It began in 1958 when Denver Clayton Lemaster signed with the Milwaukee Braves as a left-handed pitcher. He broke into the big leagues July 15, 1962, with the Milwaukee Braves. Before his professional baseball career was over, it would include time with the Atlanta Braves, Houston Astros, and Montreal Expos.
Science fiction gave us the time warp, an imaginary way people from one era can leap forward and backward in time. Culture and fashion give us time warps, too, but they’re real, and instead of letting people move through time, they set a deadly trap—locking you in the past.
The other day I was pumping gas into my car when I heard a commotion down the street. An old Volkswagen bus pouring smoke clattered into the Hess station. Seemed like nothing but bumper stickers held it together. Things like “Love One Another,” “Peace,” and “Bare Feet, Not Arms.” And of course it had the requisite peace symbol. Seeing it was like going back to 1968. It was a cliché straight from the Haight-Ashbury.
Over the past few weeks I’ve traveled through a good bit of our region. My purpose was to check things out for a magazine feature I’m writing. I’ve been up in the South Carolina and Georgia mountains, seen waterfalls, and I’ve traveled dry, backroad barrens. I’ve rafted the Chattooga and driven along Lakes Russell and Clark Hill. I climbed a mountain similar to Graves Mountain in Abbeville County, and I took a good look at Russell Dam. I’ve visited Pumpkintown and stood atop Caesar’s Head. I’ve seen a lot of our special corner of the South …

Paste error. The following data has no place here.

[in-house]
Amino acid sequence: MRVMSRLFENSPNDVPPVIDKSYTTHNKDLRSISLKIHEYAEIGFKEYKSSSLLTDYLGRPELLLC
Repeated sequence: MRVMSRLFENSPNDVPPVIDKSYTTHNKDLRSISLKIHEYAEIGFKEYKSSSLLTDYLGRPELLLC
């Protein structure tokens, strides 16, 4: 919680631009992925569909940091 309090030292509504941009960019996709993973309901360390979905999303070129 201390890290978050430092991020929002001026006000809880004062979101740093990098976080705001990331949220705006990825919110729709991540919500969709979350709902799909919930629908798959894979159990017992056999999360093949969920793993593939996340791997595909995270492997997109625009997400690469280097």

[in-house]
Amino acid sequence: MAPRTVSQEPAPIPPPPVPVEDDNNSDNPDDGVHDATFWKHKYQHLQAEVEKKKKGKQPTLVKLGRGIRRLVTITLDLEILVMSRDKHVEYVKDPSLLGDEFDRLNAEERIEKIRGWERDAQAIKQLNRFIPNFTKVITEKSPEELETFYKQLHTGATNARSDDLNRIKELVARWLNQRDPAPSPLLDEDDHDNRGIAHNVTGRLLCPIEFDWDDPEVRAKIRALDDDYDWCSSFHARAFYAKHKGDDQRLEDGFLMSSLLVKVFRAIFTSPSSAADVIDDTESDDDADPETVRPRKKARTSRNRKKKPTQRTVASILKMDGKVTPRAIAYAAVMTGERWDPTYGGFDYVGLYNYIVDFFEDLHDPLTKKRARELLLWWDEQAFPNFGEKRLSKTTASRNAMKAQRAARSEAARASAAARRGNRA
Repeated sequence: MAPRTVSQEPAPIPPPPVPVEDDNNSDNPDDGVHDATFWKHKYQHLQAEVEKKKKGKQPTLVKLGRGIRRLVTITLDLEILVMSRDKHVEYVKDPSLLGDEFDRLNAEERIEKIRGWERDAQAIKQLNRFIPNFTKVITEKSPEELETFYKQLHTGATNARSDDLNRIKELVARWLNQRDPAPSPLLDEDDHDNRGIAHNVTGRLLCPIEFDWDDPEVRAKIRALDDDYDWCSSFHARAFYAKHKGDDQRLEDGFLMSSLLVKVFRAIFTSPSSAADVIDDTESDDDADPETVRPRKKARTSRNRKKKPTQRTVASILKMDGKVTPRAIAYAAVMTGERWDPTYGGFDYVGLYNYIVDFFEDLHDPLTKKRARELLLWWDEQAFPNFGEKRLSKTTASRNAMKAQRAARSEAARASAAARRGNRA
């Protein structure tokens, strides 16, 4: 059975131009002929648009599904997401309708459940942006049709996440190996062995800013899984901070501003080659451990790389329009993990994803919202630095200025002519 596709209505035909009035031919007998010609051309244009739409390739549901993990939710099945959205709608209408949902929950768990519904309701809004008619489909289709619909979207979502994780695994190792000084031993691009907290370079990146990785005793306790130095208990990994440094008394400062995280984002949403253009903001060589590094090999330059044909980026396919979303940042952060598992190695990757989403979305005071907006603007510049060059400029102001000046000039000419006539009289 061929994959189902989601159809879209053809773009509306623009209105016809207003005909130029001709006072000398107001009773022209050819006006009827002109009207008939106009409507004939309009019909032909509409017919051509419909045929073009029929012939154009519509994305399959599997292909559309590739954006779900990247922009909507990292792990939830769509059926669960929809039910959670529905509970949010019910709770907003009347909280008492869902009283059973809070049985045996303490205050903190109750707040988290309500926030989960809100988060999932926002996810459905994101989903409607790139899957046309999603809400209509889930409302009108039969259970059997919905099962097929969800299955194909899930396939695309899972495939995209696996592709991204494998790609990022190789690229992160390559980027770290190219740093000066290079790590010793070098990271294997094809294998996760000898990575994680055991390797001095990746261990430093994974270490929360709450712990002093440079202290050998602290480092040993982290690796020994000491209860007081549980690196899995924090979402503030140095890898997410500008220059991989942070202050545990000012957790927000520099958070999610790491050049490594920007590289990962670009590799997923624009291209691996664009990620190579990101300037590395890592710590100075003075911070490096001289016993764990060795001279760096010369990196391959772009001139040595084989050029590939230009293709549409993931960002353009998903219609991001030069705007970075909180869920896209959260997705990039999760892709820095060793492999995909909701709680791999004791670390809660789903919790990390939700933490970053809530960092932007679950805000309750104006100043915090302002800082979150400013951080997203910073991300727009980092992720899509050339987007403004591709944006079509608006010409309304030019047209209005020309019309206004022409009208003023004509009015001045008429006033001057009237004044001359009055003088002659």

Of all the places I’ve seen, one landmark stands out because of the sharp contrast it serves the eyes. On one hand, some of these landmarks possess a singular beauty despite their melancholy nature. On the other hand, their modern counterparts leave me cold and empty. I’m writing about a place to rest: cemeteries.
The uninitiated might call then obscure, but they’d be wrong. Three Southern artists stand out from the 1960s. Billy Joe Royal who found fame in Savannah’s legendary Bamboo Ranch and rocketed to fame with “Down In The Boondocks.” The Georgia boy who produced Royal’s hit had two hits of his own, “Games People Play” and “Walk A Mile In My Shoes.” That Georgia boy was Atlanta’s Joe South.
And then a group of guys in Greenwood, South Carolina, released “Double Shot,” an instant classic. If they could achieve fame in the midst of the British Invasion, I thought, well, anything is possible.